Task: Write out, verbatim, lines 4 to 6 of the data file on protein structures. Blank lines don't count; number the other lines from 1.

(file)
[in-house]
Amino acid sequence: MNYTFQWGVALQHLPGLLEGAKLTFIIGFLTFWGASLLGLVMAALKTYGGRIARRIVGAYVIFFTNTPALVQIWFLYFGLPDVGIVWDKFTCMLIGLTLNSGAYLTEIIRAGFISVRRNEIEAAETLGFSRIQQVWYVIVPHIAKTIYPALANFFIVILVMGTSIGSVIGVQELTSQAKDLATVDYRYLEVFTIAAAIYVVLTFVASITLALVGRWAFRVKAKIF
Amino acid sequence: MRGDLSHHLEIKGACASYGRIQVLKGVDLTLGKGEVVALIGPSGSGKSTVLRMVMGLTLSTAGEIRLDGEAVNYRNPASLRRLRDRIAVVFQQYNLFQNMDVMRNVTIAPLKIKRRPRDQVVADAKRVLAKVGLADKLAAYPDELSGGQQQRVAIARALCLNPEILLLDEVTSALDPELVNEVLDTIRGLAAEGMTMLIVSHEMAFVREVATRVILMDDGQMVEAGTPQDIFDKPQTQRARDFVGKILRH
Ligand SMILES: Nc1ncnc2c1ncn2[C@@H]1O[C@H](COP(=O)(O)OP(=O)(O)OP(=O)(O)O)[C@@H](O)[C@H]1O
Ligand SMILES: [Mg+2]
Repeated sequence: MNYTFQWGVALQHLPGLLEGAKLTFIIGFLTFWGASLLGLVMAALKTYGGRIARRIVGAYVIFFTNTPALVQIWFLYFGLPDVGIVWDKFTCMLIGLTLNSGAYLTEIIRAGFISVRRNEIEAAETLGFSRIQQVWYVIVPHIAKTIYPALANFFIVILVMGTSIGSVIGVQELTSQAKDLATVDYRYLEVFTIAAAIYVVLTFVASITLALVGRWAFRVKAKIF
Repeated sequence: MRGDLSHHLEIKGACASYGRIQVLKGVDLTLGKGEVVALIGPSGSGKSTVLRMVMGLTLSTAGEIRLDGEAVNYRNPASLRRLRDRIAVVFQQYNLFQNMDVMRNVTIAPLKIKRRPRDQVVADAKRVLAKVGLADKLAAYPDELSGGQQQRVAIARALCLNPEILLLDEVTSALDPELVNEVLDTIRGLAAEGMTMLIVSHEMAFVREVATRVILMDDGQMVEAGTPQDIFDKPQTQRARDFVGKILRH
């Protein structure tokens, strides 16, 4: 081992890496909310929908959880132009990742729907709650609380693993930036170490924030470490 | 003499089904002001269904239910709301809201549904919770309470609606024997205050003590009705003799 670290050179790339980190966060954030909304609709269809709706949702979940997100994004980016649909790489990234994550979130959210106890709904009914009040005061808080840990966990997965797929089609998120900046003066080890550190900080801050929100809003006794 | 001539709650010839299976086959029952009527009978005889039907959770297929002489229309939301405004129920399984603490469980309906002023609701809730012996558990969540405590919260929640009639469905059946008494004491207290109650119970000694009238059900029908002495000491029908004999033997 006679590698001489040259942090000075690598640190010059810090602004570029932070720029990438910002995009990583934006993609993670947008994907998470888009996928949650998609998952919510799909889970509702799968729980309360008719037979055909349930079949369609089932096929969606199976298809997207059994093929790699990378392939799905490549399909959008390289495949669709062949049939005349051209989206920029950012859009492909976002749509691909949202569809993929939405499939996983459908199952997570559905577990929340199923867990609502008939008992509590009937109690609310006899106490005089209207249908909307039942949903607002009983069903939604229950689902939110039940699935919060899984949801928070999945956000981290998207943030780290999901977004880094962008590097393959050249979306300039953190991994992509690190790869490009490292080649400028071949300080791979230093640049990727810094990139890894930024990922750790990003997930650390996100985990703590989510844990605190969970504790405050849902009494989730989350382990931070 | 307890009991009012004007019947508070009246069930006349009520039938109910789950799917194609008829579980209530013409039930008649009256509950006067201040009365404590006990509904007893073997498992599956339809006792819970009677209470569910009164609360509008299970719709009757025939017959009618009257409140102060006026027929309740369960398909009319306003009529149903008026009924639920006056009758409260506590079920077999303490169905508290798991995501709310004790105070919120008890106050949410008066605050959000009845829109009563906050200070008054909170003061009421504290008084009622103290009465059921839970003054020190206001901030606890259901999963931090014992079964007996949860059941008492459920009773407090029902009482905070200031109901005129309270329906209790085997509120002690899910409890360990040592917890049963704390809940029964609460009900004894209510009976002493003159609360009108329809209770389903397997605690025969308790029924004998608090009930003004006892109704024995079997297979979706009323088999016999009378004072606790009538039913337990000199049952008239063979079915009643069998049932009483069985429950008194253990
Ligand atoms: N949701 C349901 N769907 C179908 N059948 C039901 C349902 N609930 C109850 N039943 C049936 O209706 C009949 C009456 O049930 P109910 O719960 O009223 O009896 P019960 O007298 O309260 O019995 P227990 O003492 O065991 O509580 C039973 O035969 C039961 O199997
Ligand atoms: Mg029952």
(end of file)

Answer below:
Ligand SMILES: Nc1ncnc2c1ncn2[C@@H]1O[C@H](COP(=O)(O)OP(=O)(O)OP(=O)(O)O)[C@@H](O)[C@H]1O
Ligand SMILES: [Mg+2]
Repeated sequence: MNYTFQWGVALQHLPGLLEGAKLTFIIGFLTFWGASLLGLVMAALKTYGGRIARRIVGAYVIFFTNTPALVQIWFLYFGLPDVGIVWDKFTCMLIGLTLNSGAYLTEIIRAGFISVRRNEIEAAETLGFSRIQQVWYVIVPHIAKTIYPALANFFIVILVMGTSIGSVIGVQELTSQAKDLATVDYRYLEVFTIAAAIYVVLTFVASITLALVGRWAFRVKAKIF